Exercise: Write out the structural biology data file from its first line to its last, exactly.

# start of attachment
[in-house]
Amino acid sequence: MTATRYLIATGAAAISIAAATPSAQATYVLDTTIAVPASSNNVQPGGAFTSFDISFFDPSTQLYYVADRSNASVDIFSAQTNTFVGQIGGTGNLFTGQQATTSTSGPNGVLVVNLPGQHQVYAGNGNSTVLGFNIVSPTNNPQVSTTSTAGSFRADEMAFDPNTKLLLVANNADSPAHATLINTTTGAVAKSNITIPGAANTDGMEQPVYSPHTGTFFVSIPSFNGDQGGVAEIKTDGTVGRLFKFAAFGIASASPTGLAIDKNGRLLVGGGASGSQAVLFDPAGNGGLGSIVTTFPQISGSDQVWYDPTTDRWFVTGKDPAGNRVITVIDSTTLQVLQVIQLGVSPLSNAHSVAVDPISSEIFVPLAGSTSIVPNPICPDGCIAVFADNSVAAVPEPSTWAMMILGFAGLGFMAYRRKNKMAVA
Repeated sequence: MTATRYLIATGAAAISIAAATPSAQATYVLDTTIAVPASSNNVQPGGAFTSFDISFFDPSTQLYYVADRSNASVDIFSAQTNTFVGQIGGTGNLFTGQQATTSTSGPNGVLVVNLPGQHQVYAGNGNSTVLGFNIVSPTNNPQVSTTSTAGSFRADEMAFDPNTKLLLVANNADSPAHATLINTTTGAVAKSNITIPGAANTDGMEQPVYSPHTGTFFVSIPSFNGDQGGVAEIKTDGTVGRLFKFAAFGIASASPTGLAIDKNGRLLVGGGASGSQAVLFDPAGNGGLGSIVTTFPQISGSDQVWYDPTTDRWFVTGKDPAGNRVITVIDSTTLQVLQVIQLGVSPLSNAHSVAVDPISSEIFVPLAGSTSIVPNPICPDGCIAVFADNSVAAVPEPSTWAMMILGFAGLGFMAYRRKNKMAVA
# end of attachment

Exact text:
[in-house]
Amino acid sequence: MTATRYLIATGAAAISIAAATPSAQATYVLDTTIAVPASSNNVQPGGAFTSFDISFFDPSTQLYYVADRSNASVDIFSAQTNTFVGQIGGTGNLFTGQQATTSTSGPNGVLVVNLPGQHQVYAGNGNSTVLGFNIVSPTNNPQVSTTSTAGSFRADEMAFDPNTKLLLVANNADSPAHATLINTTTGAVAKSNITIPGAANTDGMEQPVYSPHTGTFFVSIPSFNGDQGGVAEIKTDGTVGRLFKFAAFGIASASPTGLAIDKNGRLLVGGGASGSQAVLFDPAGNGGLGSIVTTFPQISGSDQVWYDPTTDRWFVTGKDPAGNRVITVIDSTTLQVLQVIQLGVSPLSNAHSVAVDPISSEIFVPLAGSTSIVPNPICPDGCIAVFADNSVAAVPEPSTWAMMILGFAGLGFMAYRRKNKMAVA
Repeated sequence: MTATRYLIATGAAAISIAAATPSAQATYVLDTTIAVPASSNNVQPGGAFTSFDISFFDPSTQLYYVADRSNASVDIFSAQTNTFVGQIGGTGNLFTGQQATTSTSGPNGVLVVNLPGQHQVYAGNGNSTVLGFNIVSPTNNPQVSTTSTAGSFRADEMAFDPNTKLLLVANNADSPAHATLINTTTGAVAKSNITIPGAANTDGMEQPVYSPHTGTFFVSIPSFNGDQGGVAEIKTDGTVGRLFKFAAFGIASASPTGLAIDKNGRLLVGGGASGSQAVLFDPAGNGGLGSIVTTFPQISGSDQVWYDPTTDRWFVTGKDPAGNRVITVIDSTTLQVLQVIQLGVSPLSNAHSVAVDPISSEIFVPLAGSTSIVPNPICPDGCIAVFADNSVAAVPEPSTWAMMILGFAGLGFMAYRRKNKMAVA